Transport Notes

53 items available

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The goal of Transport Notes series is dissemination of recent experiences and innovations in the World Bank Group’s transport sector operations.

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Now showing 1 - 5 of 5
  • Publication
    Improving Local Roads and Creating Jobs through Rapid Response Projects : Lessons from Armenia Lifeline Roads Improvement Project
    (World Bank, Washington, DC, 2010-02) Ishihara, Satoshi; Bennett, Christopher R.
    In late 2008 the Republic of Armenia requested the Bank's assistance to mitigate the impact of the global financial crisis. This technical note describes how the Lifeline Road Improvement Project (LRIP) was prepared and implemented as a Rapid Response Project, prepared in only six weeks. This project saw over 150 km of roads improved and almost 12,000 person-months of employment generated during an eight month period between May to December 2009. The lessons learned may guide other projects with similar objectives.
  • Publication
    Surfacing Alternatives for Unsealed Rural Roads
    (World Bank, Washington, DC, 2006-05) Henning, Theuns; Kadar, Peter; Bennett, Christopher R.
    Despite extensive road construction programs over the last century, a substantial proportion of roads remained unsealed especially in developing and emerging economies. As these economies develop, the demand arises to seal previously unsealed roads. The most economical transition point between unsealed and sealed roads depends on many conditions that need to be evaluated. The purpose of this Note is to provide guidance for decision makers, engineers and administrators on selecting the most appropriate surface for unsealed road given the prevailing conditions. It is based on the report "Surfacing Alternatives for Unsealed Roads" (report 37192).
  • Publication
    Why Road Maintenance is Important and How to Get it Done
    (World Bank, Washington, DC, 2005-06) Burningham, Sally; Stankevich, Natalya
    Roads, and means of transport, make a crucial contribution to economic development and growth and bring important social benefits. Poorly maintained roads constrain mobility, significantly raise vehicle operating costs, increase accident rates and their associated human and property costs, and aggravate isolation, poverty, poor health, and illiteracy in rural communities. This Note highlights the economic and social importance of regular road maintenance and recommends ways to achieve sustainable road maintenance with scarce public resources. Its audience is not specialists but rather people who need to understand road maintenance enough to discharge their responsibilities effectively: government policy-makers, mayors, ministry staff, new World Bank staff and staff in sectors such as rural development and social funds. The reference section offers sources providing more detailed information.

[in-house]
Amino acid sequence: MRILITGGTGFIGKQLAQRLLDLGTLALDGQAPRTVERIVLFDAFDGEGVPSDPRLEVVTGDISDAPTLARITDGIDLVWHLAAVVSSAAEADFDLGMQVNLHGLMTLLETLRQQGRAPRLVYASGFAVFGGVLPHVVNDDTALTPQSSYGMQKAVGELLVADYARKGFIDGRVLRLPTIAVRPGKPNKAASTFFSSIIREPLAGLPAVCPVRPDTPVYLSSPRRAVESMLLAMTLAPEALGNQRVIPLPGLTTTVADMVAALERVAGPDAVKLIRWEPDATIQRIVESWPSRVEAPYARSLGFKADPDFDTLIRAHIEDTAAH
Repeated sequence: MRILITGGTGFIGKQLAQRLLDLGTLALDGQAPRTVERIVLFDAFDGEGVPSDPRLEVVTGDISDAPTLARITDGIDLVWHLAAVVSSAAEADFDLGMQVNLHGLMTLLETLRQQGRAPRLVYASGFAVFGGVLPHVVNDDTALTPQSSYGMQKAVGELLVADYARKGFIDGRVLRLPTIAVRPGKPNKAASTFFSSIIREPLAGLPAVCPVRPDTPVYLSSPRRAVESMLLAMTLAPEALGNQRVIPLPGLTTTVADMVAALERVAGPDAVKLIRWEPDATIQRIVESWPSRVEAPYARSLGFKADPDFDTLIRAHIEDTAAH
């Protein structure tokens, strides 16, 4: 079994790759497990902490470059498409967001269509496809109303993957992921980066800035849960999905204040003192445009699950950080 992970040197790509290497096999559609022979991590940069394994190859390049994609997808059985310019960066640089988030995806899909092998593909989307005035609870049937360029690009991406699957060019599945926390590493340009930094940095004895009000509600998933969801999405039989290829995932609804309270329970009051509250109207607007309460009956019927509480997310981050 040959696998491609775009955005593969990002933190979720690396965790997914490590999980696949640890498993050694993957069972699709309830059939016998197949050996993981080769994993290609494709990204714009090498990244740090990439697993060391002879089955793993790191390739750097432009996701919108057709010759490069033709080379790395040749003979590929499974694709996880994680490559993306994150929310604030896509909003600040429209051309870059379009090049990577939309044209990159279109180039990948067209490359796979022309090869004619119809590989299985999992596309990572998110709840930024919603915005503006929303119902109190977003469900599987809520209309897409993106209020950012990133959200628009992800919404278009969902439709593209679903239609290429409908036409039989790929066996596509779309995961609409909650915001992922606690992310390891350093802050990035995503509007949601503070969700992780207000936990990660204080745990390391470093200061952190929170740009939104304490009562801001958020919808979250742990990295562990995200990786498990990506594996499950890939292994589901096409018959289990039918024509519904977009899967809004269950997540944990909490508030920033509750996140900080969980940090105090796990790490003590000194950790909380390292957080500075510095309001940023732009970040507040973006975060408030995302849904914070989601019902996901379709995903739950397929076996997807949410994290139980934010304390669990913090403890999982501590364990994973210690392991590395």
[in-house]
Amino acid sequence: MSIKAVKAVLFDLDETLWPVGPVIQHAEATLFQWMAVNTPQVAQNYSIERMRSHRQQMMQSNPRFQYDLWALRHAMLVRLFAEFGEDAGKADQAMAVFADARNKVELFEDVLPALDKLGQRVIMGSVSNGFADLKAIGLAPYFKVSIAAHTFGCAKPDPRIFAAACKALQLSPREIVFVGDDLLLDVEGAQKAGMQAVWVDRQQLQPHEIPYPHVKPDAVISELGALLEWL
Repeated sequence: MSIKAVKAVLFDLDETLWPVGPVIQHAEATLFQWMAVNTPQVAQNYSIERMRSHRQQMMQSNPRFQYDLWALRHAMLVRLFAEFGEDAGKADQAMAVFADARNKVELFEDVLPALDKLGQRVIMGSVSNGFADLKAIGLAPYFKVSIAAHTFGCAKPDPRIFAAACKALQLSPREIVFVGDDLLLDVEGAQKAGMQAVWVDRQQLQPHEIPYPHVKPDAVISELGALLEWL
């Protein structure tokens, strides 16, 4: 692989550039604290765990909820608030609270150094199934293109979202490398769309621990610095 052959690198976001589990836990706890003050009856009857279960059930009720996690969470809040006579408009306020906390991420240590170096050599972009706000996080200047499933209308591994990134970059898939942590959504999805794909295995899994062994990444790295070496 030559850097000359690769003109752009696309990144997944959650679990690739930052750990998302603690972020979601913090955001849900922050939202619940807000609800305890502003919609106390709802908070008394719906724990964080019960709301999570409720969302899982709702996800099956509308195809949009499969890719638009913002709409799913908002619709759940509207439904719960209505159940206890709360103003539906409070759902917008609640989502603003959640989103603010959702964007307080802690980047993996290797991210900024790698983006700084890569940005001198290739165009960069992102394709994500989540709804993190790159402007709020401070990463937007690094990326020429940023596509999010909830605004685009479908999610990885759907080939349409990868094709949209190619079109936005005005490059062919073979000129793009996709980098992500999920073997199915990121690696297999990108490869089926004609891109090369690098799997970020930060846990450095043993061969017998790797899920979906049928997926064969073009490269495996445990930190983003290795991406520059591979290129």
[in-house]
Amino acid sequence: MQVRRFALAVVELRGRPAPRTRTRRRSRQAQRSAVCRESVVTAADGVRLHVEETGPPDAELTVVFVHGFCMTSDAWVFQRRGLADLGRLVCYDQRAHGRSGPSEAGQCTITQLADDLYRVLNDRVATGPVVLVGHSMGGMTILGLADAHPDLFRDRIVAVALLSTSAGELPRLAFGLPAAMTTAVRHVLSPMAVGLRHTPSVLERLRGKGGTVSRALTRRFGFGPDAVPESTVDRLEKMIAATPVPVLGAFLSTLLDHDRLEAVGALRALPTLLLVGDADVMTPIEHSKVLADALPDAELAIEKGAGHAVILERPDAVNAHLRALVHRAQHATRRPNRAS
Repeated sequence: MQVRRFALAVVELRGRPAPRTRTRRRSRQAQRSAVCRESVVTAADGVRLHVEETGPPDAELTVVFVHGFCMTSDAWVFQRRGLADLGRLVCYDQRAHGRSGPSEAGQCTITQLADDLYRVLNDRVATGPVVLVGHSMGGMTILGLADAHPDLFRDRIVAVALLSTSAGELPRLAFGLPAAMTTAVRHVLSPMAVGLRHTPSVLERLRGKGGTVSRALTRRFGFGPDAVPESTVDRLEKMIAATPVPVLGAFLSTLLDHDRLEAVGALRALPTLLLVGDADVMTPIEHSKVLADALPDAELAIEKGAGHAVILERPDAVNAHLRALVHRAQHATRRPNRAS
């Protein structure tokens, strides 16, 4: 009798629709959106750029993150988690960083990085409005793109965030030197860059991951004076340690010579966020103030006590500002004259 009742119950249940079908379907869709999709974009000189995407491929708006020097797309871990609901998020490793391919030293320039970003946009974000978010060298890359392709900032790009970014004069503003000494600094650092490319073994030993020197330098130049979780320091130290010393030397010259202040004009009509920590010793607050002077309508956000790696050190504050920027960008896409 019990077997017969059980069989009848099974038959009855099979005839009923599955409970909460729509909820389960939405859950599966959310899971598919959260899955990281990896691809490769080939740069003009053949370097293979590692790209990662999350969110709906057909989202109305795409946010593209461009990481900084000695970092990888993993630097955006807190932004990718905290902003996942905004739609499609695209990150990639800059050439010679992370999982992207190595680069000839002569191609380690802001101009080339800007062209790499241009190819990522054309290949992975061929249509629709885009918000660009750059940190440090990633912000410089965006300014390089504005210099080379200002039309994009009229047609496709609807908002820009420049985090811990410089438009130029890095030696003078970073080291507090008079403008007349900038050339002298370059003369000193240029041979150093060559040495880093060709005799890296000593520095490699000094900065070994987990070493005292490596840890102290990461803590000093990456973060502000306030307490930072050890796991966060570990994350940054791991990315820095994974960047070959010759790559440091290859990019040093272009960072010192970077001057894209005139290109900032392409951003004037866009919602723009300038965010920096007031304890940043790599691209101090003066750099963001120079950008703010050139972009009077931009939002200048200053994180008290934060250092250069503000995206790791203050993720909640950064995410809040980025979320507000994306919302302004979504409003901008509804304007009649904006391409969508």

• Publication
    Rural Access and Mobility in Pakistan : A Policy Note
    (World Bank, Washington, DC, 2005-01) Essakali, Mohammed Dalil
    This note presents a number of policy options to improve basic access and promote the mobility of Pakistan's rural population in support of the Government's Poverty Reduction Strategy. This is achieved through more focused and community driven interventions to meet the direct needs of the rural population. The current state of rural accessibility and mobility are examined together with their effect on both the social and economic dimensions of rural poverty. Key challenges and constraints to reform are identified. The note contributes to the current debate within Pakistan with regard to the better targeting of interventions to assist the rural poor. It should also be of interest to policy makers in other countries concerned with how rural transport policy may be developed to meet the Millennium Development Goals.
  • Publication
    Treatment of Pedestrian and Non-Motorised Traffic
    (World Bank, Washington, DC, 2005-01) Mackie, Peter; Nellthorp, John; Laird, James
    Pedestrians and Non-Motorized Traffic vehicles (NMTs) are part of the complete transport scene and in some cases form a very important aspect of that scene. As with the motorized sector of the transport market, this sector will experience positive and negative impacts as a consequence of a transport investment and the sector therefore needs to be included within the appraisal of that investment. Wheeled NMTs (e.g. bicycles and rickshaws) can experience benefits as smoother roads reduce operating costs and journey times, whether that be in an urban or rural environment. New roads and smoother roads can also lead to mode switching from pedestrian modes to either wheeled NMTs or motorized vehicles, giving both journey time and operating cost savings. An increase in the speed of traffic on an upgraded road may result in an increase in the seriousness of road accidents (i.e. an increase in the average number of fatalities per accident), with pedestrians and NMTs being the vulnerable road user groups. In some situations increases in capacity of urban intersections or urban arterials (e.g. construction of an urban motorway or freeway) may reduce the amount of road space available for NMTs thereby imposing costs (both travel time and operating costs) on that road user group. As with motorized transport, pedestrians and NMTs may benefit from a transport investment through operating cost savings, travel time savings, and accident and safety impacts. The inclusion of benefits to pedestrians and NMTs can form a significant proportion of the total scheme benefits for investments such as low volume rural roads.